On the other hand, this little laptop even manages playback of 1080p movies thanks to the UVD3 video decoder, as long as the user employs an efficient browser, like Google Chrome. Office applications and light multitasking is also possible without too many restrictions.
|PCMark Vantage Result||1636 points|
|PCMark 7 Score||953 points|
Technically, the Radeon HD 6320 is related to the dedicated Mobility Radeon HD 5400 series, but suffers a performance loss due to the shared memory interface. In 3DMark 11, the GPU only manages a meager 335 points; only the APUs of the C series, spec'd with merely 9 Watt TDP (C-60 for example), can score worse. After all, Intel's integrated GPUs have only recently begun supporting DirectX 11 with the Ivy Bridge HD 4000. Whether or not this advantage is useful in reality, however, is questionable. Is it even possible to run new games fluidly with the HD 6320?
|3DMark 03 Standard||6898 points|
|3DMark 05 Standard||4206 points|
|3DMark 06 Standard||2374 points|
|3DMark Vantage P Result||827 points|
|3DMark 11 Performance||335 points|
To test this, we tried out a small number of current games on the U32U. We'll say this much up front: This sub-notebook can be used for gaming only in a very limited way.
The highest frame rate was achieved in Fifa 12 with 32.6 fps, even though we had to reduce resolution to 800 x 600 pixel and details to minimum settings. With these settings, the soccer simulation is definitely playable, occasional stutters, especially for repeats have to be accepted.
In Anno 2070, the E-450 manages almost fluid 27.6 fps at 1024 x 768 pixel (minimal detail settings as well), which should mostly suffice for the leisurely strategy game. The notebook had the biggest problems large cities, which simply overwhelm the CPUs available performance.
All further games we tested, including the relatively undemanding Diablo 3, were only displayed with strong stuttering, even with the lowest settings. Classics like Counter Strike: Source, Warcraft 3 or older Need for Speed games, on the other hand, should pose no problems.
In comparison with other integrated low end graphics solutions, the Radeon HD 6320 is on a similar level as Intel's HD Graphics - likely slowed down by the slow CPU. The biggest positive are the highly optimized AMD drivers, which beat Intel's counterpart by lengths in regards to compatibility.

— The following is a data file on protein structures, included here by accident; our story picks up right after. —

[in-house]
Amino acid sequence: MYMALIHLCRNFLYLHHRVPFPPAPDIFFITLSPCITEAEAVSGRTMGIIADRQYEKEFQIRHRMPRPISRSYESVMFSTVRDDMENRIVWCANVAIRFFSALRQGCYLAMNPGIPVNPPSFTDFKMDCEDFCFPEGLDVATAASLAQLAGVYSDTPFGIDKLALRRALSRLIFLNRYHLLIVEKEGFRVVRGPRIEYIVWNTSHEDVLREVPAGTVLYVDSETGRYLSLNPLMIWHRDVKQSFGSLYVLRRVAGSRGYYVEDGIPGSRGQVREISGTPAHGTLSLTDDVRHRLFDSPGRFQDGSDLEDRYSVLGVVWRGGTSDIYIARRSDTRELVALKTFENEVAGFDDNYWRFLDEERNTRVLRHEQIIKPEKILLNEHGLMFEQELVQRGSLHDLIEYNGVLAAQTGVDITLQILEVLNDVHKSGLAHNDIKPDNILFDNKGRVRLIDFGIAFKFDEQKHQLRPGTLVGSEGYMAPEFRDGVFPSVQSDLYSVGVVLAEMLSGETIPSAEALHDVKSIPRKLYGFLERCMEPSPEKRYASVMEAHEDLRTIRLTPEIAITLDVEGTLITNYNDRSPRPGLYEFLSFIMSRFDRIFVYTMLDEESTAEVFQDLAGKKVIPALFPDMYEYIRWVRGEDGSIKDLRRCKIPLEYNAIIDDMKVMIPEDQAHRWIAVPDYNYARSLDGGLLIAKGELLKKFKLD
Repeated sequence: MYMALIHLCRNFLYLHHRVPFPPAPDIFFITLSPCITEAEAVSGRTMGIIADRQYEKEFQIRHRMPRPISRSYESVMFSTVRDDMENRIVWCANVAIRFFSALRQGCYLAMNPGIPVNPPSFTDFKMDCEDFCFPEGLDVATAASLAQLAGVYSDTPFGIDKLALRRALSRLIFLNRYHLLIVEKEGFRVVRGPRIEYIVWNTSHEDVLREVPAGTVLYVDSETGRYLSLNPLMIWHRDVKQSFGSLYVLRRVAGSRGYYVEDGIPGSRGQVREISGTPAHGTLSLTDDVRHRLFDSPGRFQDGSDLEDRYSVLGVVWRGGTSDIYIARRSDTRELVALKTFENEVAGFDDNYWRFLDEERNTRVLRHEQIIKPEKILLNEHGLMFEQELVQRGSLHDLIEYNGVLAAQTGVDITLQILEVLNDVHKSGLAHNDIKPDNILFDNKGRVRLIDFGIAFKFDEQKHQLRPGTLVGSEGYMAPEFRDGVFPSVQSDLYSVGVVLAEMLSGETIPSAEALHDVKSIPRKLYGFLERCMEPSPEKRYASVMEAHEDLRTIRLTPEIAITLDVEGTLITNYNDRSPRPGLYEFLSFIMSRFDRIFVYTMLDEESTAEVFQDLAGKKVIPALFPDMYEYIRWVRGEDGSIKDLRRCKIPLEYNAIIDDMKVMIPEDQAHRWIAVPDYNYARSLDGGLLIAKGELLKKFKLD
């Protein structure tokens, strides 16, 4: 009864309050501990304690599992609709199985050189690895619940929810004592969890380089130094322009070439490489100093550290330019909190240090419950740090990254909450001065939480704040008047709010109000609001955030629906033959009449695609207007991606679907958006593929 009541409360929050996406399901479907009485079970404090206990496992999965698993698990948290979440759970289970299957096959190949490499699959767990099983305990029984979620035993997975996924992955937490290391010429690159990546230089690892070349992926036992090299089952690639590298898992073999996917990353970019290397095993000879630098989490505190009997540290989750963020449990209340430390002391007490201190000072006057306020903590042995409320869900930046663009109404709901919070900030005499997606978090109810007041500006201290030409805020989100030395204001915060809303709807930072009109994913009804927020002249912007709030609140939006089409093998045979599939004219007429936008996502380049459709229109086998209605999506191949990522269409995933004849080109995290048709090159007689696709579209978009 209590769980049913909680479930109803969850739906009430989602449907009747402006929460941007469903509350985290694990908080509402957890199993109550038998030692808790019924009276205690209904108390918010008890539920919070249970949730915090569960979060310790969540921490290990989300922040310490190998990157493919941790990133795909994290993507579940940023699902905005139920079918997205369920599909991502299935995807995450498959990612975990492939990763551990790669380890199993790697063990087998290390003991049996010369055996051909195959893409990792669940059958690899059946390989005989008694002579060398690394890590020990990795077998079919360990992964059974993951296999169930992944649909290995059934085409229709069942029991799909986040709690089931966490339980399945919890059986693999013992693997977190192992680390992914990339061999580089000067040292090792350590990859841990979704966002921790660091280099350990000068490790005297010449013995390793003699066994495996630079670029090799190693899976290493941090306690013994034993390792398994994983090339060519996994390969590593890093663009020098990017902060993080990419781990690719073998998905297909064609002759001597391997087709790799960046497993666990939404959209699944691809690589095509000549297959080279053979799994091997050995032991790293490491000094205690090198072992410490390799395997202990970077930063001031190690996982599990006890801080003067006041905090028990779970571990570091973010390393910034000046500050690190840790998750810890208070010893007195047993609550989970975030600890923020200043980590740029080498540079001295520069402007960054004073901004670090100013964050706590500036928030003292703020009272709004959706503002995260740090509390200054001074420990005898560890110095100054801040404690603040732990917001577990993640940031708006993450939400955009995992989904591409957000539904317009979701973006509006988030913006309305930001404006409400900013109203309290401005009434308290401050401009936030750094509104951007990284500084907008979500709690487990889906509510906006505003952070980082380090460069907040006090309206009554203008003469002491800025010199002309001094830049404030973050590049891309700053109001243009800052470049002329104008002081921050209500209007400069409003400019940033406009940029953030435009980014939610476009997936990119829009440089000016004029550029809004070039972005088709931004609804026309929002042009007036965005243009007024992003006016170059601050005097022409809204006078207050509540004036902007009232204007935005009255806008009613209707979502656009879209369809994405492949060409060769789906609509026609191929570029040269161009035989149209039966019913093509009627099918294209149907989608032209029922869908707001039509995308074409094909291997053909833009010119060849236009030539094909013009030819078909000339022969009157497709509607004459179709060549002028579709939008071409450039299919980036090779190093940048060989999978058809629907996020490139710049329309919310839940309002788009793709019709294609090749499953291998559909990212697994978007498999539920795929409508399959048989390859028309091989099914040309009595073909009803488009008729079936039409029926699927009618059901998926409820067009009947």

In spite of the frugal Fusion APU, Asus did not manage to eliminate noise during idle mode. The small fan spins continuously and produces a noise level of 31.5 to 34.0 dB(A). This doesn't make the U32U annoying, but in quiet locations, its clearly audible. This also goes for the hard drive, which catches attention mostly during small file access with a slight grinding at 32,7 dB(A).
With stronger load, when playing 3D games, noise levels rise on average to 36.3 dB (A), reaching a maximum of 37.1 dB(A) during our stress test. This is about the same as the ThinkPad Edge E325, the speedy Dell Vostro 3360 even gets a little louder still, at least with a Core i5 processor installed. Both AMD notebooks profit from their slightly thicker cases here, allowing stronger cooling systems.
31.5 / 32.6 / 34 dB(A)
||36.3 / 37.1 dB(A)|
min: , med: , max: Voltcraft SL 320 (15 cm distance)
Even during normal Windows operation, the case warms up noticeably with temperatures on both top and bottom surfaces reaching roughly 33 degrees Celsius. This principally allows to use the notebook on one's lap, but especially during warm summer temperatures, our test showed this to be come uncomfortable quickly.
This problem is further compounded under load. On the bottom, the 50 degree mark is surpassed in some spots, and average values reach values around 40 degrees. At least the wrist rests remained comparably cool, but instead the keyboard ended up getting hotter. Lenovo's engineers did better work here, their ThinkPad Edge E325 scored with far lower temperatures.
The processor did not get overly warm with a maximum of 80 degrees Celsius during simultaneous load with Prime95 and Furmark (up to 90 degrees Celsius are acceptable). We did not observe any throttling or stability issues.
(±) The maximum temperature on the upper side is 45 °C / 113 F, compared to the average of 35.8 °C / 96 F, ranging from 22 to 57 °C for the class Subnotebook.
(-) The bottom heats up to a maximum of 50.5 °C / 123 F, compared to the average of 40 °C / 104 F